HELENA — The Illinois health insurance giant that wants to buy Blue Cross and Blue Shield of Montana has agreed to increase its purchase price by almost $23 million — if state insurance regulators agree by March 30 that they’ll eventually approve the deal.
The agreement, negotiated by state officials and signed off on Tuesday by Attorney General Tim Fox, also includes a promise by Health Care Service Corp. to open a 100-employee call center in Great Falls within one year after state approval of the merger.
“The call center was not part of the original purchase proposal, but HCSC is willing to establish it in Montana if it has a reasonable expectation that it will be doing business here,” said John Barnes, spokesman for Fox.
Yet the chief counsel for state auditor and insurance commissioner Monica Lindeen said Wednesday that his office isn’t prepared to give the deal a green light by March 30 and called the agreement signed by Fox’s office “premature.”
“We appreciated that (HCSC) brought more money to the table,” he said. “We thought they should bring more money to the table. But we thought it was a disservice to the public to enter into an (agreement) before the hearing.”
The hearing, which began Tuesday in Helena and is continuing Thursday, is on whether the attorney general and the state insurance commissioner should decide the merger is in the “public interest” and should be approved.
Former state Supreme Court Justice Bill Leaphart is conducting the hearing and will make a recommendation on approval. Lindeen and Fox then make the final call.
Laslovich said Lindeen’s office won’t even submit its recommended findings to Leaphart until April 19, and that the hearing involves testimony on the company’s valuation and transaction impacts.
HCSC, based in Chicago, announced last year that it had agreed to buy Blue Cross, the largest private health insurer in Montana, for $17.6 million. HCSC is a coalition of Blue Cross plans in Illinois, Texas, New Mexico and Oklahoma and has 13 million customers. Blue Cross in Montana has 270,000 customers.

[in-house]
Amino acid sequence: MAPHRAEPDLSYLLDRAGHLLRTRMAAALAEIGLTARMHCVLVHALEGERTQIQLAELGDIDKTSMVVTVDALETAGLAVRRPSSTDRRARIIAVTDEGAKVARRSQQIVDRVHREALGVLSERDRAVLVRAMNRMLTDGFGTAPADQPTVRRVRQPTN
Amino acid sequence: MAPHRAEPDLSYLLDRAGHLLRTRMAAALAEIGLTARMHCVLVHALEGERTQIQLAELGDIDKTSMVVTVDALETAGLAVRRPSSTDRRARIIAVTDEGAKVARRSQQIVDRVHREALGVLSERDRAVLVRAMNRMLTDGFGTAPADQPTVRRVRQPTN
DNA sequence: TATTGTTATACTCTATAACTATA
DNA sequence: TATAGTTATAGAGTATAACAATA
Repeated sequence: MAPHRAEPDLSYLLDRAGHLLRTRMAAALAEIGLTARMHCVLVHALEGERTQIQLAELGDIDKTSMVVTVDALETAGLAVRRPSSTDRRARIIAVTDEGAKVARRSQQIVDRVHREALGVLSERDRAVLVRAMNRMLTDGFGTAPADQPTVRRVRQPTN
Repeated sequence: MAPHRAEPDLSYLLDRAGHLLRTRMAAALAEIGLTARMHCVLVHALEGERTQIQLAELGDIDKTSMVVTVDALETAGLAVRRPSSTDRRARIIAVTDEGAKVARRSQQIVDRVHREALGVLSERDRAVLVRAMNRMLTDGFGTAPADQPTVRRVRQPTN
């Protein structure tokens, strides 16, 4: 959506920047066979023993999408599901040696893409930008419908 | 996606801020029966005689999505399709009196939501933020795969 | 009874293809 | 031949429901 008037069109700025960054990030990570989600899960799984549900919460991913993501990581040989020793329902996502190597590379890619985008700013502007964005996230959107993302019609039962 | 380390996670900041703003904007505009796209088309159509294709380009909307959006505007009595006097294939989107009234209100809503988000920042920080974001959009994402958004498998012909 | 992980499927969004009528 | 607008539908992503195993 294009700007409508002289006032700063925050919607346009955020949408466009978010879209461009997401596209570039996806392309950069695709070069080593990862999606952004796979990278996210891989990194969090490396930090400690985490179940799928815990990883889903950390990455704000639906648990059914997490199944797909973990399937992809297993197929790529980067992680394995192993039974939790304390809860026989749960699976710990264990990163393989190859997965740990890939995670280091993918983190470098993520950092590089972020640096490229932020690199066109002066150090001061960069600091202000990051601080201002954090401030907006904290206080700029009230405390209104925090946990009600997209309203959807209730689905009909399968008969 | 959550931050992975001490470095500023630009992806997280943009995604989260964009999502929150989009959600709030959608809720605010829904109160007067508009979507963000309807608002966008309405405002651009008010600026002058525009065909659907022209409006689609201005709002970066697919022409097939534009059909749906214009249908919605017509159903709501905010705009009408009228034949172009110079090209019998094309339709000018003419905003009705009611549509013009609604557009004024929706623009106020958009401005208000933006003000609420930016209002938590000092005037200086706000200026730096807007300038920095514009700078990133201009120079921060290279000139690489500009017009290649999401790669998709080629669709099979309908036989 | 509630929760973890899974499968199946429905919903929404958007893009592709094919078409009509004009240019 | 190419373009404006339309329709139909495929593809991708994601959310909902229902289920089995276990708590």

Under state law, Lindeen must evaluate the transaction’s impact on health insurance markets and customers in Montana and decide whether it’s in the best interests of the state.
Fox, as attorney general, must decide whether the purchase price is a “fair market value.” The proposed deal also sets up a new nonprofit foundation that is expected to receive at least $100 million from the sale of additional Blue Cross assets.
The state hired outside experts to value the company and examine the sale’s impact on Montana insurance markets.
Barnes said experts placed a higher value on the purchase, and that the attorney general’s office negotiated an agreement wherein HCSC would pay $40.2 million for Blue Cross of Montana.
“Negotiations with (our) office brought the total into the fair-market valuation range determined by the independent expert, and the resulting amount is nearly three times the initial proposed price,” he said.
John MacDonald, a Helena consultant acting as spokesman for HCSC and Blue Cross, said Wednesday that HCSC needs to have the call center up and running by August and therefore needs to start on it this month.